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News   April 22, 2022   by Adam Malik

Inflation stays high once again

Gas prices were the biggest driver of inflation in Canada last month.

Statistics Canada reported the inflation rate in March hit 6.7 per cent. That’s up from 5.7 per cent in February and the highest increase since January 1991 when inflation rose 6.9 per cent, the same time the GST was introduced.

Gasoline prices rose 39.8 per cent in March compared with the same month one year ago. Oil prices peaked last month, pushed higher by Russia’s invasion of Ukraine.

“The throttle’s eased off a little bit since then but fuel prices are still high,” Fred Bergman, senior policy analyst with the Atlantic Provinces Economic Council, told The Canadian Press.

Even without gas prices in the mix, inflation still would sit at 5.5 per cent. The country’s hot housing market, supply chain constraints and the war in Ukraine that has affected prices for oil and food have all played key roles in driving up inflation, StatsCan said.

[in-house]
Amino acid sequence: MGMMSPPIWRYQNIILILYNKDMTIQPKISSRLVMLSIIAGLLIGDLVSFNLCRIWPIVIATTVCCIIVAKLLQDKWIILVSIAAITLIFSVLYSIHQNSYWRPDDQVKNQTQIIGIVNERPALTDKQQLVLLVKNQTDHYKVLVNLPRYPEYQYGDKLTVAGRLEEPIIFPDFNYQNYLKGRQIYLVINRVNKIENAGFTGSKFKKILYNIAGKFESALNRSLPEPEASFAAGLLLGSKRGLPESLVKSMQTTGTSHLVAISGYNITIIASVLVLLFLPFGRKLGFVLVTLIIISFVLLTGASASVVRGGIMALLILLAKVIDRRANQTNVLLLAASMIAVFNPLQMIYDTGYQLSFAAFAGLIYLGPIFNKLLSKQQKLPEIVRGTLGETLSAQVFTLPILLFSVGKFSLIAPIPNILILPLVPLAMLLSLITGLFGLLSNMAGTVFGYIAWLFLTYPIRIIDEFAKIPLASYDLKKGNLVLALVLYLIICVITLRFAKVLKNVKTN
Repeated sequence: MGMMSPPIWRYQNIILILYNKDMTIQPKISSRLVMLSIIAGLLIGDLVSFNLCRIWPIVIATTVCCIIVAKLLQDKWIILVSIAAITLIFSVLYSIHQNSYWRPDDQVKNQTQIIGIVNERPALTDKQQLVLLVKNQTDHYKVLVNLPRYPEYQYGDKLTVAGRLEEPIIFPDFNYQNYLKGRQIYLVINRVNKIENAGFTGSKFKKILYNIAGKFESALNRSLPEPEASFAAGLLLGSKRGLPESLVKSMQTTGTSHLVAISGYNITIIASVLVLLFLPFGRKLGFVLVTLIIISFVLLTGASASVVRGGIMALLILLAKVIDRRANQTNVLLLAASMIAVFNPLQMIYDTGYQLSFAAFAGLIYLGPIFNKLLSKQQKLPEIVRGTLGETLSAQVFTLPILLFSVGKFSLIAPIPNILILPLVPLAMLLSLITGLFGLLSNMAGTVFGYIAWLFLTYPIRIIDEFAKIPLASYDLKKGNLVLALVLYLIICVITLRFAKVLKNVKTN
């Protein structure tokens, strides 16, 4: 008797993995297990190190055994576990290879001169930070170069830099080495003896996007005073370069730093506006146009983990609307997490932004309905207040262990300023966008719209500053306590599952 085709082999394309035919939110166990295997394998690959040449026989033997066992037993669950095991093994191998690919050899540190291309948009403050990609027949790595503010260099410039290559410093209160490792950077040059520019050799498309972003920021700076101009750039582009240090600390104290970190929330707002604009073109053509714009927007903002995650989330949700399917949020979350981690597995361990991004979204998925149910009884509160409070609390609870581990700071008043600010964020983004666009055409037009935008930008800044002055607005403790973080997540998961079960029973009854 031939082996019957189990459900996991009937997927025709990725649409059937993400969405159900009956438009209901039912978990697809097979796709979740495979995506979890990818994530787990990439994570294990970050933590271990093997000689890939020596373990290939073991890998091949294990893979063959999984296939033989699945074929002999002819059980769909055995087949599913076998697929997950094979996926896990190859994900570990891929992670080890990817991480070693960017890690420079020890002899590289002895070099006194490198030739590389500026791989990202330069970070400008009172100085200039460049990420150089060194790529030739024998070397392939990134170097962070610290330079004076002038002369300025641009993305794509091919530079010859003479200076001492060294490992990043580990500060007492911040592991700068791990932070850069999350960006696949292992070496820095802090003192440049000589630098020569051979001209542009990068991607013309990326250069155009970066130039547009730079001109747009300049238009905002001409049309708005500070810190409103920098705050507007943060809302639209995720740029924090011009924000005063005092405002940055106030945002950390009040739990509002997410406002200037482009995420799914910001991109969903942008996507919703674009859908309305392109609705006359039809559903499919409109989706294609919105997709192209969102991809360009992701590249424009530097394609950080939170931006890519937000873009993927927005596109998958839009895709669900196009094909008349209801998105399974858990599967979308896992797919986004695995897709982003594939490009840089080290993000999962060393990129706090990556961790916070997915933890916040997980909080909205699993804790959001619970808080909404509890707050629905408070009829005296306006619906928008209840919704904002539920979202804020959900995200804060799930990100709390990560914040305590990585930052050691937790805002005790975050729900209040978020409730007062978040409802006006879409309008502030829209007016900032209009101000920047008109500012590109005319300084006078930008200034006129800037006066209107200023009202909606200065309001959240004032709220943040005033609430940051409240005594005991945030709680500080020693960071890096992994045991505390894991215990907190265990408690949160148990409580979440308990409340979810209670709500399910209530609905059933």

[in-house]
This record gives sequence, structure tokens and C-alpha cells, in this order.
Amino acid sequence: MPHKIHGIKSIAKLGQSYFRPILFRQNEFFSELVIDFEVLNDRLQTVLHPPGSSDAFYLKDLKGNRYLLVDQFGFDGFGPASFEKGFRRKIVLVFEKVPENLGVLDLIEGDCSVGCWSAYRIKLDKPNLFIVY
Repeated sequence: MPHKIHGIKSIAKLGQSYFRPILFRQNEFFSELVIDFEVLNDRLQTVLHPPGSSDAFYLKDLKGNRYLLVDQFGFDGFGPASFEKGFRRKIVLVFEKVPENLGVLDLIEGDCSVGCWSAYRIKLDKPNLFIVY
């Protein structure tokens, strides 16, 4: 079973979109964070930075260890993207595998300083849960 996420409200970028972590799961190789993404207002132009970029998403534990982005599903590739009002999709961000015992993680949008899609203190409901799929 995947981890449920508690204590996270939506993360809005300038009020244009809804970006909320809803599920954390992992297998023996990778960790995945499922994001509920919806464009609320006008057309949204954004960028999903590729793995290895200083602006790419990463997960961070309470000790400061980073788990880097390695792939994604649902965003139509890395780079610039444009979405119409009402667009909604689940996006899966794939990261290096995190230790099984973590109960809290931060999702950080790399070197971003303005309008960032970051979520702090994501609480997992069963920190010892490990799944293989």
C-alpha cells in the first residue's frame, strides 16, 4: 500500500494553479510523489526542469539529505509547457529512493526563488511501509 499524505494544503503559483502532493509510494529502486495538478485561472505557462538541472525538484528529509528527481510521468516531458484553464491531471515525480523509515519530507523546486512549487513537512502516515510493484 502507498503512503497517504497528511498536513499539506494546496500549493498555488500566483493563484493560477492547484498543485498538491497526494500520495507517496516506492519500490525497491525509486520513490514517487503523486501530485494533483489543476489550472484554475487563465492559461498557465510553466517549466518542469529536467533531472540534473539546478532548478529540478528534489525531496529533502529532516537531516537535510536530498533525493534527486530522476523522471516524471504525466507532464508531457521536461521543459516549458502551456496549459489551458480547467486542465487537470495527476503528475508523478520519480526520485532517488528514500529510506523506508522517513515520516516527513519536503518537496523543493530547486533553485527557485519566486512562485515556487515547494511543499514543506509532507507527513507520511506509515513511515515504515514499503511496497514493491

“Prices have increased in a single month as much as we saw over the course of the entire first year of the pandemic,” said David Macdonald, senior economist with the Canadian Centre for Policy Alternatives, as quoted by CP.

“These are historically high increases in prices across the board.”

Grocery store prices rose 8.7 per cent year over year, marking the fastest annual rate since March 2009. Dairy and egg prices increased 8.5 per cent, the largest annual increase in both areas since February 1983.

BMO chief economist Douglas Porter warned that these increases combined with wages that are not keeping pace will lead to big problems.

“This is not sustainable to have a gap of more than three percentage points between inflation and wages,” he told CP.

“Either inflation has got to come down fast, or wages have got to rise up to meet if not exceed inflation in fairly short order, and I think it’s going to be a little bit of both.”

Increasing interest rates, designed to encourage saving and curb spending, could continue to rise. The Bank of Canada recently raised rates by 50 basis points to 1 per cent. It warned more hikes could come to ease inflation.


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